Distressing Painted Furniture Adds Depth
There are several factors to consider when distressing painted furniture and home decor.
I have a bunch of tips for distressing painted furniture and other painted items. I don’t pretend to know everything about the subject but I’ve learned a few things after working on hundreds of paint projects. Mostly I learned by making mistakes and by trial and error. If even one of these tips helps you …..I’ll be happy.
5 Things to Consider When Distressing Painted Furniture
1. Type of paint
Paint type makes a big difference when it comes time to distress the paint. Most brands of latex paint sand off easily….even the type with paint and primer in one. Spray paint is also easy to distress because the paint layer is really thin.
Chalk paint, Caromal Colours, Beyond Paint and other specialty furniture paints adhere to furniture really well and take a little more elbow grease to remove.
2. Type of Furniture / Home Decor
Some types of furniture just can’t be distressed. Furniture made out of particle board, MDF, and similar products other than wood should not be distressed.
Once you sand through the paint and the top coat, it is like paper or pulp chips. Furniture can also have drawer fronts made of plastic, really. These cannot be distressed either. Real wood is the only product that can be distressed properly.
If you do have MDF or fake wood look furniture I have a great technique for making the paint look distressed. You can find that post here…How To Give Painted MDF Furniture A Distressed Look.
3. Grit Size of Sandpaper
Sandpaper is rated according to grit or coarseness of the particles used to make the paper. Sandpaper comes in grit sizes from P12 to P6000. The smaller the number the coarser the grit. For distressing my DIY projects I use a grit range between 60 and 220. Sixty grit is very coarse and I use it to remove well adhered paint. A good standard for furniture projects is 100 grit.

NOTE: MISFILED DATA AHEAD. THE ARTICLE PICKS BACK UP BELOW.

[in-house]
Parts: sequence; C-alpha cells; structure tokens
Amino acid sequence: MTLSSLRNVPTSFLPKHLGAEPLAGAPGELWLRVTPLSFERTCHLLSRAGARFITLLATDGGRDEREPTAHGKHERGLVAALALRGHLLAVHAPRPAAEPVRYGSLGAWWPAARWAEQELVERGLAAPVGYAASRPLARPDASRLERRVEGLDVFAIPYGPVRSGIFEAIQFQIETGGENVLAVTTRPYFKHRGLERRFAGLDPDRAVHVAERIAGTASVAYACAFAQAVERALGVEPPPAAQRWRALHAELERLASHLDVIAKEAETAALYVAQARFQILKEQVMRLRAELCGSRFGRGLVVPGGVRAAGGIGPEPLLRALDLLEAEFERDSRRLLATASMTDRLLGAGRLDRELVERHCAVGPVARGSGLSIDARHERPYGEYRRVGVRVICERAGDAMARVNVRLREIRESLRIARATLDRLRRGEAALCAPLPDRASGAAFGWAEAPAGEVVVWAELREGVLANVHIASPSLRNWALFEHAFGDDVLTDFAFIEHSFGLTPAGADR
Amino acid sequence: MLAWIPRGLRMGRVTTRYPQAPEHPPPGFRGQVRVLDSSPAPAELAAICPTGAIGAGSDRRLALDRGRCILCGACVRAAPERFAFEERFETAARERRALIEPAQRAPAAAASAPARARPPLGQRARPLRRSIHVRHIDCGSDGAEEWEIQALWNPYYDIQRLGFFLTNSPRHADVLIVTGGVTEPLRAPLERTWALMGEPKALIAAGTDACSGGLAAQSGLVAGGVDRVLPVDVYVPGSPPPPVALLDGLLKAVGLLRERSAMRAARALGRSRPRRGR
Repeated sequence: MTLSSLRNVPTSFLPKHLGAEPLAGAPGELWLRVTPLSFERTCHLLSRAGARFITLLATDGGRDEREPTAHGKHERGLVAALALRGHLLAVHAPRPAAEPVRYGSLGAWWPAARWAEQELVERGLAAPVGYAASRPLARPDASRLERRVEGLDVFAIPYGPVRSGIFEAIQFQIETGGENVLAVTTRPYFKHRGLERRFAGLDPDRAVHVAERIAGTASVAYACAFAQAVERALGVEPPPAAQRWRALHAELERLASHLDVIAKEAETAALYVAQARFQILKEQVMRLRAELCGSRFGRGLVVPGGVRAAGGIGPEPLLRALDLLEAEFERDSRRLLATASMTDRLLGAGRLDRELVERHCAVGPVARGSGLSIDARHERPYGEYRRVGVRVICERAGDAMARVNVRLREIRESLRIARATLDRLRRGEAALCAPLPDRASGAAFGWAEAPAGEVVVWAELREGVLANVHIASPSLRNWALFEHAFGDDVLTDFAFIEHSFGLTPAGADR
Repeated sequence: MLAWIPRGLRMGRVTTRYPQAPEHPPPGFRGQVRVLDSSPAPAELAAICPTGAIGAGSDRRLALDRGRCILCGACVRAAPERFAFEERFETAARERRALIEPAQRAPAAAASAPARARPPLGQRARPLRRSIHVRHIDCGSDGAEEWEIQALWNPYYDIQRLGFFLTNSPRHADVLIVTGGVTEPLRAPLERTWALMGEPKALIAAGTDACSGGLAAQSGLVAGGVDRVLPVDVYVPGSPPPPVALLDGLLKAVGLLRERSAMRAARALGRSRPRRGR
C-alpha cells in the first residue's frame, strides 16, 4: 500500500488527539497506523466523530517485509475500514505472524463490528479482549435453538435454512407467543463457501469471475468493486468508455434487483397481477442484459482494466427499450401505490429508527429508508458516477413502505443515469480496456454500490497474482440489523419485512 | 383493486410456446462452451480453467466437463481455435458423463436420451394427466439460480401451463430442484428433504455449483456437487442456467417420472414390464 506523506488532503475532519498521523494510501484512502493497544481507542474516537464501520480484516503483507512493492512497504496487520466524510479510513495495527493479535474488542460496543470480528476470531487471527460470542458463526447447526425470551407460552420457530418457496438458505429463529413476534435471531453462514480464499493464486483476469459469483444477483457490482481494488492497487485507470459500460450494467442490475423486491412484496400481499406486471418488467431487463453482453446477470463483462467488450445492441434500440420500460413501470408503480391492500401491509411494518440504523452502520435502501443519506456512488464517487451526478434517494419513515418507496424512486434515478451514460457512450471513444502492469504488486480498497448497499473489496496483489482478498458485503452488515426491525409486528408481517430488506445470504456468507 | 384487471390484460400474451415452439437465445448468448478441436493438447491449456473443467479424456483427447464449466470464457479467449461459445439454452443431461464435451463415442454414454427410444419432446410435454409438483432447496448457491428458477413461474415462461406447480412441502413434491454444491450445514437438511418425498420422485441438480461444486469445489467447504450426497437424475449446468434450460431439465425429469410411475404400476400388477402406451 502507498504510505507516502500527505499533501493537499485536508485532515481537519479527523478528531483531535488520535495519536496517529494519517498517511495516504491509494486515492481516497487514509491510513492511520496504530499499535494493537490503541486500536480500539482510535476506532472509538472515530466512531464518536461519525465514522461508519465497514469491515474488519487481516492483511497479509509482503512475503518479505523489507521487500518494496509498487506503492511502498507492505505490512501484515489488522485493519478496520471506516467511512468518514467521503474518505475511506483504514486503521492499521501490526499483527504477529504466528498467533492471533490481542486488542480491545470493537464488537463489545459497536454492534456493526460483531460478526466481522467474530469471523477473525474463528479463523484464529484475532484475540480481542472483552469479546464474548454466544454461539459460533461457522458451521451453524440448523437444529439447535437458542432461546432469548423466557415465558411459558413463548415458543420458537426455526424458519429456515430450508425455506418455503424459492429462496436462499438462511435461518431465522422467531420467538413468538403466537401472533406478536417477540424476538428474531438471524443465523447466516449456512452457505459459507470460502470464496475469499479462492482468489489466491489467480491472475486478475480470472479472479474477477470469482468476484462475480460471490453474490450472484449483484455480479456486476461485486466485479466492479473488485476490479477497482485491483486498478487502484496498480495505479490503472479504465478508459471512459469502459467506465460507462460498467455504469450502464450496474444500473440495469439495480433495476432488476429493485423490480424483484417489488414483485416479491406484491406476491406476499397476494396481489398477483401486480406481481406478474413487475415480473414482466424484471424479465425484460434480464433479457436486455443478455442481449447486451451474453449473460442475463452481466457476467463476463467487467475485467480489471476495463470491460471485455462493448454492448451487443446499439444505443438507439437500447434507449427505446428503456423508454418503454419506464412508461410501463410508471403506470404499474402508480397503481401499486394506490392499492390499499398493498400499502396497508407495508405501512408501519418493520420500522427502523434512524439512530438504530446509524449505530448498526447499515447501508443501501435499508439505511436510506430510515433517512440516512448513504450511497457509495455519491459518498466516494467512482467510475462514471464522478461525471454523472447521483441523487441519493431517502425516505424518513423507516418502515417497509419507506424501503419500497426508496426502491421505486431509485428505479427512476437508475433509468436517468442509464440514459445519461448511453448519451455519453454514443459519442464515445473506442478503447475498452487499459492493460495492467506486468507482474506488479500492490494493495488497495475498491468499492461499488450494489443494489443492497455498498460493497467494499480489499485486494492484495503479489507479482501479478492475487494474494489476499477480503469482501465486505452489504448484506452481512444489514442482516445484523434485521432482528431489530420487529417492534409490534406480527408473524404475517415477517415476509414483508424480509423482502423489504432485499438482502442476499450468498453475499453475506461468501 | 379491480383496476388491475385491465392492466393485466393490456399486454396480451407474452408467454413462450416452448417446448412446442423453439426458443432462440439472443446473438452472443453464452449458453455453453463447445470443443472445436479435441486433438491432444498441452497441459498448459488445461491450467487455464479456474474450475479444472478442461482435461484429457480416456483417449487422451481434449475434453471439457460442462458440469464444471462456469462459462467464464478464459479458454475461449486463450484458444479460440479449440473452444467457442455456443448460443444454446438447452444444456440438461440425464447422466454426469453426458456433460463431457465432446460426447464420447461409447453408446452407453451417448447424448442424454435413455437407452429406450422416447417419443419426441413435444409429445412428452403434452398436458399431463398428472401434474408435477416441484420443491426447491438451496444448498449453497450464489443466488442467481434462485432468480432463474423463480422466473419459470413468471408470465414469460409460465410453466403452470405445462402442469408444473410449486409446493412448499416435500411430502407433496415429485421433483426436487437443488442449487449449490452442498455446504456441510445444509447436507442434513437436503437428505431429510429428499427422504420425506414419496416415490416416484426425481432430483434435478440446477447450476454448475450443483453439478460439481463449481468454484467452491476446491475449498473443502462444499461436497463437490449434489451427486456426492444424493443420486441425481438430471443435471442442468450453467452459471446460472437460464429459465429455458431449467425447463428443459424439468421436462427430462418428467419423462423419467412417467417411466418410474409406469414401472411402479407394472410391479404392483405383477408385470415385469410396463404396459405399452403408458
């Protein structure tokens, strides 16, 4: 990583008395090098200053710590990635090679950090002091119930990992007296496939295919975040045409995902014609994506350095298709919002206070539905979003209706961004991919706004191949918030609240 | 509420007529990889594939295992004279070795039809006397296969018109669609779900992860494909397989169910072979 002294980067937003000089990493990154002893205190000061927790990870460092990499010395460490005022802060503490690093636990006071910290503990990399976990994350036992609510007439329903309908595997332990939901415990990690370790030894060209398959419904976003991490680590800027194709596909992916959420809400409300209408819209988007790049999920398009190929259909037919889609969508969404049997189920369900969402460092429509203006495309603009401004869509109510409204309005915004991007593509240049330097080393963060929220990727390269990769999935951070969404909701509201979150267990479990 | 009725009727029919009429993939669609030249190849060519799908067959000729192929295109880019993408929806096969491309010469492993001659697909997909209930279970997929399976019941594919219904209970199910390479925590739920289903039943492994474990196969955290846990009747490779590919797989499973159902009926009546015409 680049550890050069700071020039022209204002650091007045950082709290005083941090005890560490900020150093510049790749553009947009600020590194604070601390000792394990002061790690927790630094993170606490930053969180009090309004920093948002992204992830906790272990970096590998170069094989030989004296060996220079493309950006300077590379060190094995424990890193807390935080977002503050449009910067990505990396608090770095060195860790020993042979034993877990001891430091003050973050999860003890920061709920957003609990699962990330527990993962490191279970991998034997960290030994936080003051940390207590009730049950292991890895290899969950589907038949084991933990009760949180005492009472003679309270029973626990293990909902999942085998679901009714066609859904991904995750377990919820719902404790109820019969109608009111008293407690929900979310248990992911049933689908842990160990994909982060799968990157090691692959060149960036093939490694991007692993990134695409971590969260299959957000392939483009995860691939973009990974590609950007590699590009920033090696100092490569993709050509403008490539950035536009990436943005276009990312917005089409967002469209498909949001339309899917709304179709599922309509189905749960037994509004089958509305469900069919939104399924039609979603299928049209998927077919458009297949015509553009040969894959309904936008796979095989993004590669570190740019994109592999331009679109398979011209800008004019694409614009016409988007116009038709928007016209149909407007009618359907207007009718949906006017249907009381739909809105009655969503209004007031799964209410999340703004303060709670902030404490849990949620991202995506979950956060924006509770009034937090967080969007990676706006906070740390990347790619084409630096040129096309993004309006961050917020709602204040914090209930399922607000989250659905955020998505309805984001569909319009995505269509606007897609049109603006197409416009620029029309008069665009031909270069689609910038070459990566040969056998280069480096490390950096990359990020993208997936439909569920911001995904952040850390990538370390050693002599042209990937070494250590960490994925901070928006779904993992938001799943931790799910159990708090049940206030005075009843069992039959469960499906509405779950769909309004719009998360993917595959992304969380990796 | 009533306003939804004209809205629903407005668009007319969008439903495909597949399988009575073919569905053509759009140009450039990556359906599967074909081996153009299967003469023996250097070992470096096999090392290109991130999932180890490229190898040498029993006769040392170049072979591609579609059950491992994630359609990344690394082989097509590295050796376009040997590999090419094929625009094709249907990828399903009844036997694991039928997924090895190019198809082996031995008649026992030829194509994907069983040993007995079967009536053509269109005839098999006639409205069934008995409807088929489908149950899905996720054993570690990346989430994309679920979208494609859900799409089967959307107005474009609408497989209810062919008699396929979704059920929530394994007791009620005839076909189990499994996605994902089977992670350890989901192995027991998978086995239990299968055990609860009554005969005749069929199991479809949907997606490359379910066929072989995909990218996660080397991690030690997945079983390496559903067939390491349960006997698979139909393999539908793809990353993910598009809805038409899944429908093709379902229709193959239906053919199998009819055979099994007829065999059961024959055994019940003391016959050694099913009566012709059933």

I also love the flexible sandpaper made by 3M especially when distressing the paint by hand. I fold the sandpaper so there are 2 or 3 layers in order to grip it better. You can fold the other sandpaper but it will come apart when using it.
4. How long the Item has been painted.
Freshly painted projects will distress easily, usually. If a piece has been painted months or years it will be much harder to remove the paint.
5. Sand By Hand Or Use An Electric Sander
Distressing paint with an electric sander or by hand is a matter of preference. You have more control over the distressing when sanding by hand. The power sander will remove a lot of paint in very short amount of time.
If I’m distressing paint with a sander it means I have a large piece to distress and I want to remove a lot of paint. I use the sander for moderate and heavy distressing.
Now to answer some of the issues I just mentioned about distressing painted furniture.
I talked about wood furniture being the only good candidate for distressing. An alternative to distressing is a technique using a layering block. The layering block is used to apply a thin line of contrasting paint over the painted piece to give a two-toned finish. To see this technique click here….Layering Block Distressing Technique.
For paint that is hard to remove I dampen it with a wet rag and sometimes spray the piece with Simple Green. It all depends on how hard it is to distress the paint. After wiping the paint with a damp rag let it sit for a few minutes then distress with sandpaper.
Sometimes sanding will leave a hazy look on the paint. Applying a layer of thin wax should cover that up. Also if the wood has a raw look to it the wax will darken the wood a bit and give it a more natural look. My favorite budget wax is Howard’s.
The frames and other accessories in this post were painted with spray paint. I like to save time and paint small projects in bulk. Call me crazy. I shared some of the projects last week. I also made a short video showing how I distressed the frames and other pieces.
The question last week that I forgot to answer was about the amount of spray paint I used for all of those pieces. I used less than two cans!
Video: How To Distress Paint
The side table/nightstand is an earlier project I painted and distressed with Vaseline. It is the palest pink.
The brass bowl is especially pretty distressed. It had all those little bumps ( hammered details?) that distressed really nicely. Any highly detailed piece is perfect for distressing!
Tips For Distressing Painted Furniture and Home Decor
Do you guys have any tips for me on distressing painted furniture or the products you prefer? Please share! As I mentioned, these are tips I’ve picked up over the years, I still have a lot to learn. There is a list of tools and products I like to use for distressed paint projects at the end of the post.
Hope you guys have a great day and thanks for being here. See you tomorrow. Kathy
Products used or recommended for this project:
RustOleum Heirloom White Spray Paint
Reclaim Beyond Paint- Off White (table)
3M Flexible Sandpaper
Howard’s Wax – Neutral color
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